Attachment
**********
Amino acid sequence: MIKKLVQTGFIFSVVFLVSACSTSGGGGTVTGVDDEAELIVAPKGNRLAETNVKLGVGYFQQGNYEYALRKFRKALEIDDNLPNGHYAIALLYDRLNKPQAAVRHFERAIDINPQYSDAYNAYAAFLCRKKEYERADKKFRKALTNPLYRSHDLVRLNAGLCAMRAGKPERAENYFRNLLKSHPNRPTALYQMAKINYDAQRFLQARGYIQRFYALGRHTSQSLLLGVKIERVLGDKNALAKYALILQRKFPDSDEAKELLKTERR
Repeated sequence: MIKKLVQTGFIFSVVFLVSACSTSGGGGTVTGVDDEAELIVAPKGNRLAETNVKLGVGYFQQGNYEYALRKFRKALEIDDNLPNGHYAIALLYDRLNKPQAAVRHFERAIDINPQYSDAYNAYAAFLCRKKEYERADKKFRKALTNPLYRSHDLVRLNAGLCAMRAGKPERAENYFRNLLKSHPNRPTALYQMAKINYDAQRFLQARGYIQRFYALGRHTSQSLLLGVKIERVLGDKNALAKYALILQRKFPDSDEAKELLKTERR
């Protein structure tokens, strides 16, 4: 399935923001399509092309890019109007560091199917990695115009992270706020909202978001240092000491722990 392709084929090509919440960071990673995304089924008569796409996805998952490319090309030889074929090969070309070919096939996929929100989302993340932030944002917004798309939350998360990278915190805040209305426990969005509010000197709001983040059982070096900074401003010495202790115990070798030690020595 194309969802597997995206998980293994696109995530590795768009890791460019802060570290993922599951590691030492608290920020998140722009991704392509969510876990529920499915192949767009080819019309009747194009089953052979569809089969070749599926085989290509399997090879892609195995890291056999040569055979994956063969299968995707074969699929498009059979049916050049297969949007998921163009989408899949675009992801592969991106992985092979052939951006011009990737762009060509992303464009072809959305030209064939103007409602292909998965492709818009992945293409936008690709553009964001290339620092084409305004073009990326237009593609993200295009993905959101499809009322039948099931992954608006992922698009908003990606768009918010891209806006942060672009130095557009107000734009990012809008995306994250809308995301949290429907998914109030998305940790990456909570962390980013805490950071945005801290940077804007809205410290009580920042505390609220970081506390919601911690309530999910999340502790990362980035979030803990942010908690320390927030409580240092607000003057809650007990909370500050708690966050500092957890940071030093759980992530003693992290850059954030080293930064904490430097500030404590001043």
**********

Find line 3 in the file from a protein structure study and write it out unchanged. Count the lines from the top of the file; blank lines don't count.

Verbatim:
């Protein structure tokens, strides 16, 4: 399935923001399509092309890019109007560091199917990695115009992270706020909202978001240092000491722990 392709084929090509919440960071990673995304089924008569796409996805998952490319090309030889074929090969070309070919096939996929929100989302993340932030944002917004798309939350998360990278915190805040209305426990969005509010000197709001983040059982070096900074401003010495202790115990070798030690020595 194309969802597997995206998980293994696109995530590795768009890791460019802060570290993922599951590691030492608290920020998140722009991704392509969510876990529920499915192949767009080819019309009747194009089953052979569809089969070749599926085989290509399997090879892609195995890291056999040569055979994956063969299968995707074969699929498009059979049916050049297969949007998921163009989408899949675009992801592969991106992985092979052939951006011009990737762009060509992303464009072809959305030209064939103007409602292909998965492709818009992945293409936008690709553009964001290339620092084409305004073009990326237009593609993200295009993905959101499809009322039948099931992954608006992922698009908003990606768009918010891209806006942060672009130095557009107000734009990012809008995306994250809308995301949290429907998914109030998305940790990456909570962390980013805490950071945005801290940077804007809205410290009580920042505390609220970081506390919601911690309530999910999340502790990362980035979030803990942010908690320390927030409580240092607000003057809650007990909370500050708690966050500092957890940071030093759980992530003693992290850059954030080293930064904490430097500030404590001043």